In San Francisco, they have just been reversed –not a difficult process for the studio, when you consider that the mosaics are built on the image, enlarged and reversed. Their cowls and gestures — and the tree’s branches and colors, on both sides of the horsemen — are subject to the same doubling, almost identical to La Mesa. (If my photographs weren’t a bit blurry, who knows what other details might jump out.)

Are you aware of other exact copies, either of these figures or other Sheets Studio motifs? I will seek them out, as I continue my survey of the locations.

Whales at my former home branch in La Mesa

Sue Hertel, Whales, La Mesa/Grossmont, 1976. Photo courtesy of Andrea Flint-Gogek, 2010.

Sue Hertel, Whales, La Mesa/Grossmont, 1976. Photo courtesy of Andrea Flint-Gogek, 2010.

Happy Birthday, blog! Hard to believe, but one year ago, I put up the first list of these Home Savings banks, in my effort to draw attention to their history and to fight for their preservation.

A year later, I am gratified by the thousands of site visitors, and the contact from those who created the artwork, worked for Home Savings, lived with the artists, or simply always admired the Home Savings art and architecture. I have now conceived of a whole book project on this artwork, and 2011 is the year I can comprehensively research this art and argue more for its larger meaning.

In the meantime, I am back to the school year, teaching in Texas and having (at times quixotic) conversations with Chase Bank employees, many of whom know nothing about the artwork around them.

But, as today’s post shows, at least use as marquee banks by Chase can offer some security for the banks. This is my “home” branch, near the Grossmont Mall in La Mesa, just over the line from the neighborhood of San Diego where I grew up. The large horses on the front (come back next week) and this pod of whales is what stuck with me, making me want to do this project someday.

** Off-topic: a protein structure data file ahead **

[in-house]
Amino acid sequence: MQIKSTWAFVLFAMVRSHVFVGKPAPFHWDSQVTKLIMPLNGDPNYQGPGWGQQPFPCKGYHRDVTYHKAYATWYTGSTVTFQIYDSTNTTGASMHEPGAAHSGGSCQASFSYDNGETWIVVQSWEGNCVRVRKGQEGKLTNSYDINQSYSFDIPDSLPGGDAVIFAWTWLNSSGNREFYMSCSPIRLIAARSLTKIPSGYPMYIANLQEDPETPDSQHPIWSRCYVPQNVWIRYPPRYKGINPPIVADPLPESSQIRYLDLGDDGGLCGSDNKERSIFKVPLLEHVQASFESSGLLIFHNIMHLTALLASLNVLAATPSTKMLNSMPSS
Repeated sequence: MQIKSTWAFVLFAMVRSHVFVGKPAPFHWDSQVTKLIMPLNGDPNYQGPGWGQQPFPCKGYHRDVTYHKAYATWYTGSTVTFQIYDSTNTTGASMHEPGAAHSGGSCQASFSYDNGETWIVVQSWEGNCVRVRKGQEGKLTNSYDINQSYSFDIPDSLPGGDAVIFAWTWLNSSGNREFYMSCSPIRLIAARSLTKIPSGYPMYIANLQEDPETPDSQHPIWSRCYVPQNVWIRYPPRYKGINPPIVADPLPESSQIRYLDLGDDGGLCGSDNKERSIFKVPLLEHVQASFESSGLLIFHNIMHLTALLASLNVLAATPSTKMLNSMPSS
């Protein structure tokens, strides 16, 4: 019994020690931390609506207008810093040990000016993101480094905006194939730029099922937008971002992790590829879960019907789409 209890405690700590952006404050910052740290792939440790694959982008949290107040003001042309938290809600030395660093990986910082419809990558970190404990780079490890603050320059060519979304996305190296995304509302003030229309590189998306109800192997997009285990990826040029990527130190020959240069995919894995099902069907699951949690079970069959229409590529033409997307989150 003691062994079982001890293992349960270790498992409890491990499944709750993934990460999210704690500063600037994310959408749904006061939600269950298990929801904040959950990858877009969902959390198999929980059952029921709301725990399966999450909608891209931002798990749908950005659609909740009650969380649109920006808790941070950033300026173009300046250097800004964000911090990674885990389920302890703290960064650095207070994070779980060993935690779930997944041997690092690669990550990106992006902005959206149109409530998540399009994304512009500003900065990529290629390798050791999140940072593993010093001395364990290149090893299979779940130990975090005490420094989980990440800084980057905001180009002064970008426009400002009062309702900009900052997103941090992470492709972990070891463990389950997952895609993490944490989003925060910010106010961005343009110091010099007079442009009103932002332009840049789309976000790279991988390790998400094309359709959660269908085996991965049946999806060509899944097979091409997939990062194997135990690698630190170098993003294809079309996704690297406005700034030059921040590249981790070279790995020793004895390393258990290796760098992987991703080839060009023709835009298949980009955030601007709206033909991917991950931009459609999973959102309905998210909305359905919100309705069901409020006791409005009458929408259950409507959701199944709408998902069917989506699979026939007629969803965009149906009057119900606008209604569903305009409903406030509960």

Hertel, La Mesa whale detail. Photo courtesy Andrea Flint-Gogek.

Hertel, La Mesa whale detail. Photo courtesy Andrea Flint-Gogek.

As you can see, the whales are signed by Sue Hertel, and something about those spouts always struck me as funny — these are whales having a good time, even just over a parking-lot door, far inland.

They were completed in 1976, just as burst of Home Savings banks were opening, all over California. And the Buffums department store used to anchor that Grossmont Mall, and my babysitter at the time (an Italian grandmother) used to take me to Buffums for lunch as a special outing.

She has passed away, and so has Buffums, and perhaps the place I went to driving school, up on the other mesa. And so has Home Savings, and so has Washington Mutual, who sold this branch in 1998. And so has the barbeques store that once was here. As reader Andrea Flint-Gogek so kindly shows us in these recent pictures, the former bank is empty.